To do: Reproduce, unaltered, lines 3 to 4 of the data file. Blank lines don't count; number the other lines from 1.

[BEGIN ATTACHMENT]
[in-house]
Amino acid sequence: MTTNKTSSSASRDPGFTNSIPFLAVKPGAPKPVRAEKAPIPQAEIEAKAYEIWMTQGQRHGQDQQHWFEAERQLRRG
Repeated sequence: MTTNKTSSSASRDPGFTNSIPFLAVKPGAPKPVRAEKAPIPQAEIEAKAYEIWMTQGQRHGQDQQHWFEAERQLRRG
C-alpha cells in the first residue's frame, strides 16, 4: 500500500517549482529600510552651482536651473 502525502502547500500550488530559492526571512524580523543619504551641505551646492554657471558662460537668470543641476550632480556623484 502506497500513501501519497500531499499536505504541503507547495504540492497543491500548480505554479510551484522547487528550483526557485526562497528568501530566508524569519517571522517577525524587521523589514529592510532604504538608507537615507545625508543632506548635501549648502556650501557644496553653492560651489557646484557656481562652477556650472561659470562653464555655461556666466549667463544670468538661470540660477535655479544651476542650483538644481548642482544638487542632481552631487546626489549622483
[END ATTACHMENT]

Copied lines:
Repeated sequence: MTTNKTSSSASRDPGFTNSIPFLAVKPGAPKPVRAEKAPIPQAEIEAKAYEIWMTQGQRHGQDQQHWFEAERQLRRG
C-alpha cells in the first residue's frame, strides 16, 4: 500500500517549482529600510552651482536651473 502525502502547500500550488530559492526571512524580523543619504551641505551646492554657471558662460537668470543641476550632480556623484 502506497500513501501519497500531499499536505504541503507547495504540492497543491500548480505554479510551484522547487528550483526557485526562497528568501530566508524569519517571522517577525524587521523589514529592510532604504538608507537615507545625508543632506548635501549648502556650501557644496553653492560651489557646484557656481562652477556650472561659470562653464555655461556666466549667463544670468538661470540660477535655479544651476542650483538644481548642482544638487542632481552631487546626489549622483